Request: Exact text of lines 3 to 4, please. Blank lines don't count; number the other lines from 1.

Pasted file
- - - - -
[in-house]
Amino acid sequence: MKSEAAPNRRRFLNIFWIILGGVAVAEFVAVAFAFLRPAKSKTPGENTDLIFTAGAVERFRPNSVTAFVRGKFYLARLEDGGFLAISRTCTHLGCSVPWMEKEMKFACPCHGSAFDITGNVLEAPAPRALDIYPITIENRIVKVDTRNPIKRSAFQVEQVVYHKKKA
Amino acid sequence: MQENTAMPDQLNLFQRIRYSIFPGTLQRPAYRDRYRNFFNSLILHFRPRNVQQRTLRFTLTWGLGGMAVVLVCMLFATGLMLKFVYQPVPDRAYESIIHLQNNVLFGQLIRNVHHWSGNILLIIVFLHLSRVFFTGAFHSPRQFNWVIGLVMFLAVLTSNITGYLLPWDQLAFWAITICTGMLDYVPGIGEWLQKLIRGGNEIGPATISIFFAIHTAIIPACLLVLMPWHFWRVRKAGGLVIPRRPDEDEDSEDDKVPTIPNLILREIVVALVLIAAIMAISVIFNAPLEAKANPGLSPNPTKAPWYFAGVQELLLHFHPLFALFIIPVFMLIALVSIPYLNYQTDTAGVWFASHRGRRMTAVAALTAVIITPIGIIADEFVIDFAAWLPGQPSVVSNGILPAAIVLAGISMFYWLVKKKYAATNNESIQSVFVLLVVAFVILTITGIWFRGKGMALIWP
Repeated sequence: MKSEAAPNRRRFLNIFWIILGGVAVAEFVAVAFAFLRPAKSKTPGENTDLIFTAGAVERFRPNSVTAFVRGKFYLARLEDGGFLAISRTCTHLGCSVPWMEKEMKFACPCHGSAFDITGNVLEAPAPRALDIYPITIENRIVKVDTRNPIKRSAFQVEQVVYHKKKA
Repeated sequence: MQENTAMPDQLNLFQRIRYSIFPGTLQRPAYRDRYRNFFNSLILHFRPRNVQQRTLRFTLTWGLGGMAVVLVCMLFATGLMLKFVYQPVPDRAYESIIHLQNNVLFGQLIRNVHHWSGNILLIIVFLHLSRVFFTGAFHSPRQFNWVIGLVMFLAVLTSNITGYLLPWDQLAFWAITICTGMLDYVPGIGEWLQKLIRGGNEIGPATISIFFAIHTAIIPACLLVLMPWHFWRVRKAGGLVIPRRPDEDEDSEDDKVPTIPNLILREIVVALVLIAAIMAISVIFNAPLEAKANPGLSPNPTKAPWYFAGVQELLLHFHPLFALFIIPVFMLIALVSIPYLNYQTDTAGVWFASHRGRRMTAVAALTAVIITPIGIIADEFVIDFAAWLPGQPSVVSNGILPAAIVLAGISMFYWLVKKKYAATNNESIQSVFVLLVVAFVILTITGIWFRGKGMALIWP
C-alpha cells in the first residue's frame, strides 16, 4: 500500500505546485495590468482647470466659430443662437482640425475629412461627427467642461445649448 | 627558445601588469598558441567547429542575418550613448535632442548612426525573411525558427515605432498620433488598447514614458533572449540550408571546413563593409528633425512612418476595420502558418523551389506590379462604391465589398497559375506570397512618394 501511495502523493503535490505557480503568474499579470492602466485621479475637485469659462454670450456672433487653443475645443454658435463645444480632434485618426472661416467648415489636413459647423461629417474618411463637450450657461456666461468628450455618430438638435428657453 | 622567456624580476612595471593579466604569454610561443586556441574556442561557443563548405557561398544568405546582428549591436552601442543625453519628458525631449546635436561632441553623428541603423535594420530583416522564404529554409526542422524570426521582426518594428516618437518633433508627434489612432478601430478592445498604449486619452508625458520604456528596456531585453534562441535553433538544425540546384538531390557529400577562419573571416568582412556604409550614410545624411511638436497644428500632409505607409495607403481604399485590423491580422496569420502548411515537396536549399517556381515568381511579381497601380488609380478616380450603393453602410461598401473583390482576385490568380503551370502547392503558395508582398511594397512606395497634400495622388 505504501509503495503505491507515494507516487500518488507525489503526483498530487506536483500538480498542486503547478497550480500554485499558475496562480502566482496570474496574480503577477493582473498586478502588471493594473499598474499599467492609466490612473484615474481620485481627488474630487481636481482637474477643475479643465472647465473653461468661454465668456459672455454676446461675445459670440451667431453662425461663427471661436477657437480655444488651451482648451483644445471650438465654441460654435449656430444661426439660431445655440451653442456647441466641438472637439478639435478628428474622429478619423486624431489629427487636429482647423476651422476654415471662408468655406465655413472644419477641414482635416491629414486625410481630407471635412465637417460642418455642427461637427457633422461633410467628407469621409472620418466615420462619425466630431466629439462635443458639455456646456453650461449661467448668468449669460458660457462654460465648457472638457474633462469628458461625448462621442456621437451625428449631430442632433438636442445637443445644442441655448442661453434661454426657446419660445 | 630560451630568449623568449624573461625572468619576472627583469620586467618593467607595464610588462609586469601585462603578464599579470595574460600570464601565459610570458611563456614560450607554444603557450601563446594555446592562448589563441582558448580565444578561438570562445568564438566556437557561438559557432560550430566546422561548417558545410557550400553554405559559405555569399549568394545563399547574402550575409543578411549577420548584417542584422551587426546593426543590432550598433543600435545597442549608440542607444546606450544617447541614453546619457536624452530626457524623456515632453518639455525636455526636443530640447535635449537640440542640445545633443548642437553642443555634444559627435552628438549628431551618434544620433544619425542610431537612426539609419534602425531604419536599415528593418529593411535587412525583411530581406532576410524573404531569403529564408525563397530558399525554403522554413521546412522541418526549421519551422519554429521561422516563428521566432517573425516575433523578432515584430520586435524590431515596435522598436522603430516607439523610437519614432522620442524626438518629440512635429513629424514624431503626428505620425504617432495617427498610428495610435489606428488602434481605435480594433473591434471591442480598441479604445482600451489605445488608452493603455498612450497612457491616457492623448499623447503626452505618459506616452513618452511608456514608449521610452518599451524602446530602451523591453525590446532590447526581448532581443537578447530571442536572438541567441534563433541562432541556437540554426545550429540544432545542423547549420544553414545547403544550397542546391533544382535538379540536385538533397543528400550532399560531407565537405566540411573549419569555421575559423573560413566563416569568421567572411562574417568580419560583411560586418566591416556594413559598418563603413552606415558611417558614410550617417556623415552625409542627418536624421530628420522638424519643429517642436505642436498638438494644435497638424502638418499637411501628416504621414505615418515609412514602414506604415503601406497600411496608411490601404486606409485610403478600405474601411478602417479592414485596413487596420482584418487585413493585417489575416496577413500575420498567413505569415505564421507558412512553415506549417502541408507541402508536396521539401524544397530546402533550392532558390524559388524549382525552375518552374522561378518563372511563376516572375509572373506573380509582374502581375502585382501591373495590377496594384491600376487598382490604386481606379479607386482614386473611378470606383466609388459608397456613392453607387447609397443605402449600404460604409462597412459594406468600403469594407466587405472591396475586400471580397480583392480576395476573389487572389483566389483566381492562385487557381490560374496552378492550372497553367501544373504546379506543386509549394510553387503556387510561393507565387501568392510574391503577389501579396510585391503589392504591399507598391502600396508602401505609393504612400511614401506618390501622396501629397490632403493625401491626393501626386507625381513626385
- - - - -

Amino acid sequence: MQENTAMPDQLNLFQRIRYSIFPGTLQRPAYRDRYRNFFNSLILHFRPRNVQQRTLRFTLTWGLGGMAVVLVCMLFATGLMLKFVYQPVPDRAYESIIHLQNNVLFGQLIRNVHHWSGNILLIIVFLHLSRVFFTGAFHSPRQFNWVIGLVMFLAVLTSNITGYLLPWDQLAFWAITICTGMLDYVPGIGEWLQKLIRGGNEIGPATISIFFAIHTAIIPACLLVLMPWHFWRVRKAGGLVIPRRPDEDEDSEDDKVPTIPNLILREIVVALVLIAAIMAISVIFNAPLEAKANPGLSPNPTKAPWYFAGVQELLLHFHPLFALFIIPVFMLIALVSIPYLNYQTDTAGVWFASHRGRRMTAVAALTAVIITPIGIIADEFVIDFAAWLPGQPSVVSNGILPAAIVLAGISMFYWLVKKKYAATNNESIQSVFVLLVVAFVILTITGIWFRGKGMALIWP
Repeated sequence: MKSEAAPNRRRFLNIFWIILGGVAVAEFVAVAFAFLRPAKSKTPGENTDLIFTAGAVERFRPNSVTAFVRGKFYLARLEDGGFLAISRTCTHLGCSVPWMEKEMKFACPCHGSAFDITGNVLEAPAPRALDIYPITIENRIVKVDTRNPIKRSAFQVEQVVYHKKKA